A leading contender in Nigeria’s presidential election next month has pledged to privatise the country’s oil industry, but that’s a promise that might prove hard to keep, some observers say. Atiku Abubakar, the main opposition party contender, has vowed to break up the Nigerian National Petroleum Company (NNPC), which he called a “mafia organisation”.
The NNPC and other state-run organisations have been widely criticised as becoming slush funds for successive governments, particularly around election time in the African OPEC state.
Abubakar, who served as vice-president to Olusegun Obasanjo between 1999 and 2007, made his latest remarks at a conference on the economy in Nigeria’s economic capital Lagos last week.
“I said unless we dismantle these mafia organisations, we cannot progress, let’s privatise them,” he said. “I am committed to these privatisations, as I have said. I swear even if they are going to kill me, I will do it.”
Sitting president, Muhammadu Buhari, who is running for a second term in office, made the fight against corruption a keystone of his first election campaign.
His junior minister for oil, Emmanuel Kachikwu, told AFP: “In terms of corruption, he (Buhari) has done his very best.”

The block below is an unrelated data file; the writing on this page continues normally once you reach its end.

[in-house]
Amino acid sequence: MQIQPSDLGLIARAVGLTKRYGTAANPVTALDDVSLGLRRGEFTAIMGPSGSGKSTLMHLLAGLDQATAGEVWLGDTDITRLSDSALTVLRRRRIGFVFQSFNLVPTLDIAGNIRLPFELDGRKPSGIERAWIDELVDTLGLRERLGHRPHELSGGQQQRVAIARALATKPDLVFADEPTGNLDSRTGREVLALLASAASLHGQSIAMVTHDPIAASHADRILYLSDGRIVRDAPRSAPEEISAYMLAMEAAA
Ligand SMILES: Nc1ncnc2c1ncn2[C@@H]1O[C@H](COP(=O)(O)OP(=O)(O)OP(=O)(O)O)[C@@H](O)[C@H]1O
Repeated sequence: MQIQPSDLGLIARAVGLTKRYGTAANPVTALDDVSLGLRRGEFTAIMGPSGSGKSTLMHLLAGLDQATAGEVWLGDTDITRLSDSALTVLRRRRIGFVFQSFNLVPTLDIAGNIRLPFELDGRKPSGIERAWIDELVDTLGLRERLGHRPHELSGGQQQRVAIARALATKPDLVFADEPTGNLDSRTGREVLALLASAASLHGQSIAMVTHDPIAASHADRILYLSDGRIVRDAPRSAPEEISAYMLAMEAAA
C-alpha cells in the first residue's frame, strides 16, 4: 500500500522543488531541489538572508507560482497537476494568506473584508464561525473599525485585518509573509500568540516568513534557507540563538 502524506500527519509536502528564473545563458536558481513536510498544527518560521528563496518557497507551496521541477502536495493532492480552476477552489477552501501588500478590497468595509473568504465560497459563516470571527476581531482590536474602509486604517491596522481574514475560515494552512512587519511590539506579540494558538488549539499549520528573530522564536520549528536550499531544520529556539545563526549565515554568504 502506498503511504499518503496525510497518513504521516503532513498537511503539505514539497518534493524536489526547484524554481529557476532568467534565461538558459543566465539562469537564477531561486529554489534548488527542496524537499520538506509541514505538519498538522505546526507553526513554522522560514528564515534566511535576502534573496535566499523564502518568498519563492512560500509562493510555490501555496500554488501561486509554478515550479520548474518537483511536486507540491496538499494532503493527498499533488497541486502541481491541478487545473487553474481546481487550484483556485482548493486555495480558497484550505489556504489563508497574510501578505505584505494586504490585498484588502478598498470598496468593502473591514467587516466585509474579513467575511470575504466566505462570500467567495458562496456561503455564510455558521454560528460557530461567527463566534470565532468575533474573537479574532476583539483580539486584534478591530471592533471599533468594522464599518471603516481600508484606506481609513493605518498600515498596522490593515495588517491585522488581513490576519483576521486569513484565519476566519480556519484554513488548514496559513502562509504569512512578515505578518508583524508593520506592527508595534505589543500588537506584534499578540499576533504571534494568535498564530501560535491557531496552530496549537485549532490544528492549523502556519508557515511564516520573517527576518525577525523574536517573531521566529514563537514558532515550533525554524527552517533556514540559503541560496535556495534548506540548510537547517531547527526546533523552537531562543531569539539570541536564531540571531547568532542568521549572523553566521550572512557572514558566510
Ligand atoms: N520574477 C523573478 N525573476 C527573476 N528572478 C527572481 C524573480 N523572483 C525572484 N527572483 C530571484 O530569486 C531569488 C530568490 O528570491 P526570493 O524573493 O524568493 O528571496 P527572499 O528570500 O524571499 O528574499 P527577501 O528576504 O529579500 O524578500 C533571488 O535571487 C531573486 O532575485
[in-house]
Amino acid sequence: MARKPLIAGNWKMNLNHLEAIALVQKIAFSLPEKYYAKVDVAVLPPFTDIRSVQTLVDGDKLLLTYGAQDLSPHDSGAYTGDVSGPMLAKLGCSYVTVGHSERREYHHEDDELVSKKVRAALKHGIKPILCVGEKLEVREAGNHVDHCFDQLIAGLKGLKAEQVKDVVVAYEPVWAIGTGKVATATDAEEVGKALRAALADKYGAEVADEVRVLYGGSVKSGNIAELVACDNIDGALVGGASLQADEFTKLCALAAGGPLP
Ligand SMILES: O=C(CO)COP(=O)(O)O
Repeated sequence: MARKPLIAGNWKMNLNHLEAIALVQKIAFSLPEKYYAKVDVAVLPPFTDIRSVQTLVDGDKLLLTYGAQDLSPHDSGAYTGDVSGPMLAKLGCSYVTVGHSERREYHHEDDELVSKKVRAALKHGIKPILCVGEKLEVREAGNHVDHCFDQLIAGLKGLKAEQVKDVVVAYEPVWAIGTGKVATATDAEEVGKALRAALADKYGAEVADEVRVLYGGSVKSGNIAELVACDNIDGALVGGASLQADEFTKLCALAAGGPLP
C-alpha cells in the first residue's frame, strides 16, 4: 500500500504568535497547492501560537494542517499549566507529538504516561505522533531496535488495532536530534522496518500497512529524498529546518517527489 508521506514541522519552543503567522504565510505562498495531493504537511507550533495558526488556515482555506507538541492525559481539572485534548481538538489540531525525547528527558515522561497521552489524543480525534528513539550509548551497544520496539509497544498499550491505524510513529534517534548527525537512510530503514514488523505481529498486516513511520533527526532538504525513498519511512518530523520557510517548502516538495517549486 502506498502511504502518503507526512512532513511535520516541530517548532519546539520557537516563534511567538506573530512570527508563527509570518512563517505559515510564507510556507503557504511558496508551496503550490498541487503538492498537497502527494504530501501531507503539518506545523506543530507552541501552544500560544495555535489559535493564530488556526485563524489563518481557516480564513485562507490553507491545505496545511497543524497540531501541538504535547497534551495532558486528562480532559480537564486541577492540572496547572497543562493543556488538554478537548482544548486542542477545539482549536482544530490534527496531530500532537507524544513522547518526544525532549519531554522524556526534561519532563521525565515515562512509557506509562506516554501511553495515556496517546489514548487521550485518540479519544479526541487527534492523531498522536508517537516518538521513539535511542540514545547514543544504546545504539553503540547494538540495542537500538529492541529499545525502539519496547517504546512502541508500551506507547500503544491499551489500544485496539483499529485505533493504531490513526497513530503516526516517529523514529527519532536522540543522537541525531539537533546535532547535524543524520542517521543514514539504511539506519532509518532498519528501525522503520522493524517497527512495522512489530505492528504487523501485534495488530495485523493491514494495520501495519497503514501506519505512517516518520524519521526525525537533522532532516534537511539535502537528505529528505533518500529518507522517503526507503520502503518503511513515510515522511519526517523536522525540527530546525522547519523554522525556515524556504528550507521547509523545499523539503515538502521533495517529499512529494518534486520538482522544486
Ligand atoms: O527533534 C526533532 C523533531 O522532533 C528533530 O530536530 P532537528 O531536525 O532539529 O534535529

But it was Kachikwu himself who in late 2017 denounced what he called the “climate of fear” at the heart of the NNPC since the president appointed one of his close associates, Maikanti Kacalla Baru, as group managing director. Last April he also spoke out against the state subsidies to cut the cost of petrol for motorists, saying it cost the government $3.9 billion every year.
Every year, the NNPC allocates a series of traders to handle crude oil exports. And every year, with each successive government, new names or new companies, sometimes completely unknown, appear on these lists. This get-rich-quick scheme could be limited with the creation of a new local refinery, one repeatedly promised by Nigerian billionaire Aliko Dangote, as that would cut the exports of crude oil.
The refinery, first announced back in 2013, would produce 400,000 barrels of petrol a day — compared with the 100,000 currently produced.
“But the traders’ lobby is so powerful that one can even doubt that the project will see the light of day,” said Auge.
That example of the strength of the oil lobby — vasts sums of money at stake — casts doubts on politicians’ claims that the NNPC can be dismantled quite so easily as they would have voters and investors believe.